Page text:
I agree that 20MHz is a pretty high frequency to be using with connectors that do not maintain the cable Zo. If you eliminate the connectors and drive and terminate the wire directly, what do you measure for the attenuation.

    Why is 20MHz used?
  8. Oct 6, 2009 #7


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    Also, is the impedance of the cable really independent of frequency? There is always some frequency dependence in real cables, and for something as "crude" as what you are describing the impedance can change quite a lot.
    Remember that sqrt(L/C) etc only works for lossless cables, and the skin effect (among other things) give rise to frequency dependent losses that changes the impedance.
  9. Oct 6, 2009 #8


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    Staff: Mentor

    I was thinking the same thing initially, but the Zo for most TP cables that I work with is pretty flat above 1MHz. Below 1MHz the Zo rises, and that can be important when terminating lower-frequency communication networks.
  10. Oct 6, 2009 #9


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    Are you using an unbalanced feed on a balanced line?
    (Is one side of the feed from the signal generator earthed?)

    This would cause an increase in losses due to radiation.

    If so, you would need to install a balun optimised for 20 MHz.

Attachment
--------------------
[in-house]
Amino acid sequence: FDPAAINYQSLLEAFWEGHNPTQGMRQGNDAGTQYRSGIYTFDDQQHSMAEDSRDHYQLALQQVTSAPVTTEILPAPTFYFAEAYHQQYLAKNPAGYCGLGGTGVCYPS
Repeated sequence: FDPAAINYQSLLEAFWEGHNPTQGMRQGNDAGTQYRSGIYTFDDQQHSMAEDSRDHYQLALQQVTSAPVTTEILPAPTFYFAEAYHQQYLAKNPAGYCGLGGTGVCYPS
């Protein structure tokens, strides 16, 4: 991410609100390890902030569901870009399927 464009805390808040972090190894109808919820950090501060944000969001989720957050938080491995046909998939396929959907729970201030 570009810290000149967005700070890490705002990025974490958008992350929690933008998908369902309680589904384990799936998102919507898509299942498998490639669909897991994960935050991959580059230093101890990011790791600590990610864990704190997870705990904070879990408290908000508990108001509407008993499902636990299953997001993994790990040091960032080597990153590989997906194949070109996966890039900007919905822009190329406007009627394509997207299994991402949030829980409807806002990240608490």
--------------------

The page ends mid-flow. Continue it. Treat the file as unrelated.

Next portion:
11. Oct 6, 2009 #10


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    Hah! Great point vk6kro!
  12. Oct 7, 2009 #11
    Wow, thank you for all your replies.

    The line is being driven by a 1 to 4 balun, with the signal generator being unbalanced.

    Forgive my ignorance by if the impedance was changing significantly with frequency we would see more ringing at higher frequencies? We don't see anything like that, the frequency is relatively smooth but with higher attenuation at the upper end.

    1 to 20MHz is used for the test because it represents the maximum data transmission rate used by the final application. Our products are used in real time seismic systems which incorporate thousands of multiplexed channels - the bandwidth requirement is massive :).

    What I will try today is testing a cat5 twisted pair (if I understand correctly) on our instrumentation and post some screenshots of the results.

    I am going to make a very basic testing system independant of our automated equipment and perhaps perform a comparison.

    I will report back with my findings, thank you all very much for your feedback and comments :)

  13. Oct 7, 2009 #12


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    Reading back through your posts, I came across this:
    All the resistors used are wirewound or metal film type.

    Wirewound resistors are absolutely unsuitable for RF applications.

    I set up a 5 watt 100 ohm wire wound resistor on an antenna analyser.
    At 15.7 MHz it reached a peak impedance of 138 ohms and started to droop above that as it became capacitive.

    I don't have many wire wound resistors but I did have a 47 ohm 5 watt one which I tested the same way and it reached 700 ohms impedance at 20 MHz. Even at 5 MHz it was 230 ohms.
    It measured 47 ohms on a multimeter ohms scale.

    These huge errors would make your readings meaningless if your resistors are as bad at RF as mine are. They would give you standing wave effects that would be dependent on the length of the cable being tested.